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Monday, 4 November, 2002, 00:01 GMT
Vaccine could halt hepatitis C
Blood in a bag
Hepatitis C is transmitted via blood
Scientists are developing a vaccine which they say could stop, or even reverse, liver damage in patients with hepatitis C.

A Belgian company is developing the therapeutic vaccine, which treats rather than prevents a disease.

It is one of five such vaccines currently being developed.

The hepatitis C virus is carried in the blood. It is very hard to treat and can cause fatal liver problems.

We have to be very cautious

Nigel Hughes, British Liver Society
It can be transmitted via blood transfusions or if drug users share needles.

The liver can fail completely or become cancerous, and hepatitis C is the most common reasons for liver transplants.

Existing treatments only cure around half of those infected.

They can also cause serious side effects, such as severe depression.

The World Health Organisation estimates that around 170 million people have hepatitis C.

In the UK 200,000 are estimated to be affected, most of whom are unaware they have the disease.


The therapeutic vaccine, which is being developed by Belgian Innogenetics, is based on a protein found on the virus's coat.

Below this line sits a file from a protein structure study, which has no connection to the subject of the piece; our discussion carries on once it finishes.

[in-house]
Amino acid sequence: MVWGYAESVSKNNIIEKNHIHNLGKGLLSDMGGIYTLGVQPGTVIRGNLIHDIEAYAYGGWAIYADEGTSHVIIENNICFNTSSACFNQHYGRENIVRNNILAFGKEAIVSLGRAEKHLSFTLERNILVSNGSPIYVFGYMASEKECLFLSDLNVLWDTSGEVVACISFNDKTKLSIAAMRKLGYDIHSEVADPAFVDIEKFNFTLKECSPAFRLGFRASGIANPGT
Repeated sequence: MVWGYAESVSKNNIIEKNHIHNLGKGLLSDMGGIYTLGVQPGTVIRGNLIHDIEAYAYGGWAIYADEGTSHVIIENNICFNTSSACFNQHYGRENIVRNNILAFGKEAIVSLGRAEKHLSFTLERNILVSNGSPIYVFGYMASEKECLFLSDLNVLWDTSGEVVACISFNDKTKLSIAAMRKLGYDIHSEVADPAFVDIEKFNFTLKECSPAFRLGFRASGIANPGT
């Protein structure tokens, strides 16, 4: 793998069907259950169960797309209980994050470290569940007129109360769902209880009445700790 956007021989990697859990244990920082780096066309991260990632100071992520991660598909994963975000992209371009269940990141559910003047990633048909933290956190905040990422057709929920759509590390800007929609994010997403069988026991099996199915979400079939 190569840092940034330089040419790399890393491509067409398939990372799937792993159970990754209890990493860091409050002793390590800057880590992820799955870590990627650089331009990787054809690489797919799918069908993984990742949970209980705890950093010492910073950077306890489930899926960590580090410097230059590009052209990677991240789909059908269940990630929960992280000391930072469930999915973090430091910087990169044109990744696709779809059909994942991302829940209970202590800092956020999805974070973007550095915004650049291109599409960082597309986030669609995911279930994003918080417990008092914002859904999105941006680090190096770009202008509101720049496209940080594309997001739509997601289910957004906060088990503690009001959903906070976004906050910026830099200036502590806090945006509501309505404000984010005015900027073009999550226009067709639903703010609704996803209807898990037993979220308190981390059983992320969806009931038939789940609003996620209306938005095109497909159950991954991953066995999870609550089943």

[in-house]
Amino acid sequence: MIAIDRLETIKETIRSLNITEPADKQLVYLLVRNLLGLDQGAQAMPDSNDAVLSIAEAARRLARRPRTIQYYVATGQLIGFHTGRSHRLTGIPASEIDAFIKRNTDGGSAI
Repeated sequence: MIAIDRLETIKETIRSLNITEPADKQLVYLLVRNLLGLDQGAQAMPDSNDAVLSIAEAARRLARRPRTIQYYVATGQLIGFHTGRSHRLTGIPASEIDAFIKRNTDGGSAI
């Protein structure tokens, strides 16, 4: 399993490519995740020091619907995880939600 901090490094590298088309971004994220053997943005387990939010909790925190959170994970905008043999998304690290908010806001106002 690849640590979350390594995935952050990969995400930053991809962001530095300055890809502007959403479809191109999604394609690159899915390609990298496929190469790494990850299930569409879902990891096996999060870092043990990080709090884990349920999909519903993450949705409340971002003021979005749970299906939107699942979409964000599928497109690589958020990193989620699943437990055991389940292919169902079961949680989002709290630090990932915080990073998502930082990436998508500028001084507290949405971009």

The company tested the vaccine on 24 patients who, on average, had had hepatitis C for 19 years.

The patients were given five injections of the vaccine every three weeks and another six injections after a six month interval.

Liver biopsies were taken before and after the treatment.

Researchers found the vaccine appeared to prevent liver scarring and inflammation from getting worse in most patients.

We have to be very cautious

Nigel Hughes
British Liver Trust
In the nine who had the strongest response to the vaccine, the condition of their liver was seen to improve.

Its makers stress further work, including research comparing patients who had been given the vaccine with those who have not, is needed to confirm the findings.

The vaccine seems to work without altering viral load, the amount of virus in the blood which scientists look at to assess the severity of viral diseases.

The researchers say this may mean that while the viral load may reveal the effectiveness of drugs that stop a virus replicating, it might not be a true indicator of how serious a disease is.


But experts said, although new treatments were welcome, there was so far insufficient evidence that the vaccine was effective.

Nigel Hughes, chief executive of the British Liver Trust, told BBC News Online therapeutic vaccines had been developed for other diseases, but had "come to nothing".

He added: "This is a very small study. Biopsies are a good way of diagnosing liver disease.

"But in terms of monitoring disease, there can be a variation because of the observer, and this is one sample from the largest solid organ in the body.

"So we have to be very cautious."

See also:

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